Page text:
Among influenza, the vaccine is not a trendsetter

I’m still shaking off the remnants of what I suspect was an influenza infection that started almost two weeks ago, despite getting my annual flu shot like I always do. Stat news reported this week that this season’s vaccine is less effective than usual, information that I found equally comforting and annoying. The H3N2 strain is predominant this season but the H3N2 vaccine component does not provide as much protection from its target strain, for reasons that are purely speculative.

The reason we need a new flu shot every year is due to the antigenic drift of the virus- that is, the flu acquires changes that make it look different over time. The flu vaccine gives our immune system a picture of a suspect, but every season the suspect gets plastic surgery and a haircut!

Influenza has a short generation time (hours) and a high mutation rate, so within a single infected host we will find lots of viruses that all have very slight changes. Selective pressures within this infected host will prune away some of these variants. For example, if a mutation makes a virus suddenly unable to cope with the hazards of living in the human airway, that virus will either outright be destroyed or be unable to make more copies of itself. And we’ll never hear from that variant again.

But consider the immune system, an important pressure on the virus. Unvaccinated people can still fight and clear an influenza infection. If a mutation makes a virus more susceptible to the immune system, that virus is less likely to make it out of its host and propagate through the rest of the population. But a mutation that helps a virus escape the immune system (even better if it can escape the immune system of multiple people), it is more likely to become prevalent in the overall population of influenza circulating through a human community.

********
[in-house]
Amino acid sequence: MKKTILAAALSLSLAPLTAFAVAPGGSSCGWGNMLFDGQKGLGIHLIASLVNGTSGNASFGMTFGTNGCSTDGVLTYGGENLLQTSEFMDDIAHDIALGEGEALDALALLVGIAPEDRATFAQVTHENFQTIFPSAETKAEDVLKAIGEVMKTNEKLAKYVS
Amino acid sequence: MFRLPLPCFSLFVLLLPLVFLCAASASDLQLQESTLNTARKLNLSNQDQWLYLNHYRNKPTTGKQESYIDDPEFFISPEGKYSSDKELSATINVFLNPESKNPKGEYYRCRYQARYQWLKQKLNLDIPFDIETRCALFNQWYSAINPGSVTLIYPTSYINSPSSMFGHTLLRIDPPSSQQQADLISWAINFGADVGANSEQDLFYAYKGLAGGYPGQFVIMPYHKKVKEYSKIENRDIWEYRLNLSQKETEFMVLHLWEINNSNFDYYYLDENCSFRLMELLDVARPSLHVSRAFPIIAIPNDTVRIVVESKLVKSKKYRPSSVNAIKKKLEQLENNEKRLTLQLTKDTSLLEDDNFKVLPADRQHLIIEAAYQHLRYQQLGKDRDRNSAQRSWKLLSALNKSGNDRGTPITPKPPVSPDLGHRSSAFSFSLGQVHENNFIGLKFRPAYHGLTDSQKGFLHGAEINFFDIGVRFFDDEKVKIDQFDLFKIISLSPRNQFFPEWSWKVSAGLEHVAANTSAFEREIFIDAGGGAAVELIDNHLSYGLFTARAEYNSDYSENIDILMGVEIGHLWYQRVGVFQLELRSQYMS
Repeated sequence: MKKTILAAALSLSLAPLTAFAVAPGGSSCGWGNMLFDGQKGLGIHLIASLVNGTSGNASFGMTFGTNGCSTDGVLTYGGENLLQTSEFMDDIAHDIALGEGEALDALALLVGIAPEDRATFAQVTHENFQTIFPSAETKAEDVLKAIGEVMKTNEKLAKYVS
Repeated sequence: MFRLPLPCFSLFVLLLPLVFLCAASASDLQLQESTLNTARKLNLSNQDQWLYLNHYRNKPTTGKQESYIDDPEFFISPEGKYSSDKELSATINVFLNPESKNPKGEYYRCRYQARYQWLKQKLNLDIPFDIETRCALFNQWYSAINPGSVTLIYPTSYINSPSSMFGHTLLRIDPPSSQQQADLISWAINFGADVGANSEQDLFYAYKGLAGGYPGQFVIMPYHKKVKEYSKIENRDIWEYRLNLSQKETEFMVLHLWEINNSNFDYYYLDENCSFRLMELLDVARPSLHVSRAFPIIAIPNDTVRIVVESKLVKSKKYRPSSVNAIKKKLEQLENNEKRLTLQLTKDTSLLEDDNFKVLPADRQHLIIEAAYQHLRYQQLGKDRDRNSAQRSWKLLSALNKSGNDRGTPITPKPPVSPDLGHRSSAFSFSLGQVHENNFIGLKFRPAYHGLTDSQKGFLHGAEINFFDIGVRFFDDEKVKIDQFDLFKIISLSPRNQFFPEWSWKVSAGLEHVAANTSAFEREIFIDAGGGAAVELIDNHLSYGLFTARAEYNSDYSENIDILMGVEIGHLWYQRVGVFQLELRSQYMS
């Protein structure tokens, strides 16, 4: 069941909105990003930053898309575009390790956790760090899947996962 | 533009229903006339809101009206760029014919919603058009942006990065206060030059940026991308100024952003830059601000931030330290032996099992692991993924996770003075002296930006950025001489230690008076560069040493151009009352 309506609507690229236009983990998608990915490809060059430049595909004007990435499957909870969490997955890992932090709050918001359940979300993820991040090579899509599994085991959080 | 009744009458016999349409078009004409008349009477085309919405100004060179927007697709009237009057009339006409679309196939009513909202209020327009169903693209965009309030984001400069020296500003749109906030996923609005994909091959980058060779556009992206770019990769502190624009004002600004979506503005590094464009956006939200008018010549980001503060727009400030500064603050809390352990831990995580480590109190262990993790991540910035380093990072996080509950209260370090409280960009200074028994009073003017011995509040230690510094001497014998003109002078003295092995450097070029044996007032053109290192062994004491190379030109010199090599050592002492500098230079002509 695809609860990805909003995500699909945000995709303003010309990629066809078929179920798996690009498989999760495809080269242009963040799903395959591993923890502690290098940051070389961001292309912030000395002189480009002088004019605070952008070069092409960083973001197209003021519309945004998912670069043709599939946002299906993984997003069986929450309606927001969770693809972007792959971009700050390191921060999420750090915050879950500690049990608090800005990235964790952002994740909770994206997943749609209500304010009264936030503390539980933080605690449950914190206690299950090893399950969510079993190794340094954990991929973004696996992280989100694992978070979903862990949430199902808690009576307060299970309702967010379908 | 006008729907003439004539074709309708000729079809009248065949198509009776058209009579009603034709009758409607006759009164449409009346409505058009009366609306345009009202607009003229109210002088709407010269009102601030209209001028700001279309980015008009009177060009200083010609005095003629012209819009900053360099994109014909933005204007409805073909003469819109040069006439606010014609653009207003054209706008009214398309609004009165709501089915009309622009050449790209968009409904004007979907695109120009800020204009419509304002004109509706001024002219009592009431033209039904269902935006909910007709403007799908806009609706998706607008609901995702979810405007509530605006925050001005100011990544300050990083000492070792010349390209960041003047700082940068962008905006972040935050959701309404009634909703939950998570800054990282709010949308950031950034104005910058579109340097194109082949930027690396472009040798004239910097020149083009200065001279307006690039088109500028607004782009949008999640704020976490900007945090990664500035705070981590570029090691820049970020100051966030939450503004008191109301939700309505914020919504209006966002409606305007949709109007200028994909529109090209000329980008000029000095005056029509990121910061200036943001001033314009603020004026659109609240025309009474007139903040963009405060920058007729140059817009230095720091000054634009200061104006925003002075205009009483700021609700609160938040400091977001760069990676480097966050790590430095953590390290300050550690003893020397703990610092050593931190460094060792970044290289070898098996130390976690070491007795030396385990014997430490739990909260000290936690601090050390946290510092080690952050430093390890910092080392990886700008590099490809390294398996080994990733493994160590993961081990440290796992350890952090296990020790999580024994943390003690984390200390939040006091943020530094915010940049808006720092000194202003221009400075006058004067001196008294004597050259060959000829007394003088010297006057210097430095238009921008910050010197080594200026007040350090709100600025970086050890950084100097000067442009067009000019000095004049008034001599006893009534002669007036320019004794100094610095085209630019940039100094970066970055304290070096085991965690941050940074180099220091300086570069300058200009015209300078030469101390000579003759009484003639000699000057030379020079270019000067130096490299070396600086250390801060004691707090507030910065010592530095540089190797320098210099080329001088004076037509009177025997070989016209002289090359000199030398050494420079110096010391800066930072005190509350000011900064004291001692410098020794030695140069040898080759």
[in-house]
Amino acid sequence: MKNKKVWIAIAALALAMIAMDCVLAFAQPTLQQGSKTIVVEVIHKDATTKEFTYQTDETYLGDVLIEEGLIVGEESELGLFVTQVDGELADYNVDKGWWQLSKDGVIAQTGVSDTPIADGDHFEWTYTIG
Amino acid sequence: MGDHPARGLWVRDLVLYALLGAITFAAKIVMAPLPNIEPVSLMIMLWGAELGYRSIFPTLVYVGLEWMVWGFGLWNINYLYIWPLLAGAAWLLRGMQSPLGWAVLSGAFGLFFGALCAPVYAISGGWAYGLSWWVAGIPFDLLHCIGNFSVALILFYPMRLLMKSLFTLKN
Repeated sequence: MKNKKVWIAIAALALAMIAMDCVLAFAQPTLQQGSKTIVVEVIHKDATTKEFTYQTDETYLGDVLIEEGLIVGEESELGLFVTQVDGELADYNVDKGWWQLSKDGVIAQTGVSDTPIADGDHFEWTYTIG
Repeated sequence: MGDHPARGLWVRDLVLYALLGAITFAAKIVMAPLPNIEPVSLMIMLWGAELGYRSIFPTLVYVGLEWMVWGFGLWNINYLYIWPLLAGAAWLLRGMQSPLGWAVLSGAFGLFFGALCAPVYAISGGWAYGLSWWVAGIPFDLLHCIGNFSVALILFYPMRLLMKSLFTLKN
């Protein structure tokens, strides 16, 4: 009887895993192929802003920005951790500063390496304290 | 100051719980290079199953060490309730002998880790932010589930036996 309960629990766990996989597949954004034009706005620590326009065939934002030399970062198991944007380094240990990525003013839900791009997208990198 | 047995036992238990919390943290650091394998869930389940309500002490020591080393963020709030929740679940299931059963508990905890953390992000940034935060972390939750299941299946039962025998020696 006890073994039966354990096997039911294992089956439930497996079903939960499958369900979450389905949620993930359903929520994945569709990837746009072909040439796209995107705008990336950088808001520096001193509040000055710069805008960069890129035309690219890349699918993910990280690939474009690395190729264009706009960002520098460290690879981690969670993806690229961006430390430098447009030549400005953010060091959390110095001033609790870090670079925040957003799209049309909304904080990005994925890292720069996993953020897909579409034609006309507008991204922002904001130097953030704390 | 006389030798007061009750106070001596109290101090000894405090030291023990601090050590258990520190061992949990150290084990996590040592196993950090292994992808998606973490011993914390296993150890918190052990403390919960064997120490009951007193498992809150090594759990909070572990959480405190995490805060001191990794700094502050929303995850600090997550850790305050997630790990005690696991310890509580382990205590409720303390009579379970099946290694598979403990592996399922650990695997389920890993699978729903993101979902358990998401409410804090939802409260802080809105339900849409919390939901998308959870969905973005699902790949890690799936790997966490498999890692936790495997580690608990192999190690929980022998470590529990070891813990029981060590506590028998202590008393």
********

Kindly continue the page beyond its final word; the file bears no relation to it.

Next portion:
Vaccination gives a person a better, faster immune response to influenza infection. In a vaccinated person, you can imagine that the selective pressures exerted by the immune system are more strongly applied to the virus and at an earlier time during the course of the infection.

The overall diversity of influenza viruses within an infected person is driven by its fast mutation and growth rates, and limited by the selective pressures within a host. This process, and how it translates into the diversity of influenza in a group of people, is still largely a mystery.

Some researchers hypothesize that vaccination might accelerate the evolution of the virus into strains that are less recognizable by the immune system. Say that our virus starts out with short blue hair and a round face. Because it takes each unvaccinated immune system a while to even get a description of this suspect, at the end of the season the virus might end up with short light blue hair and a minor nose job. Compare this with the vaccinated immune systems that know immediately to look for short blue hair/round face, do we end the season with multiple different viruses with red hair and full face lifts?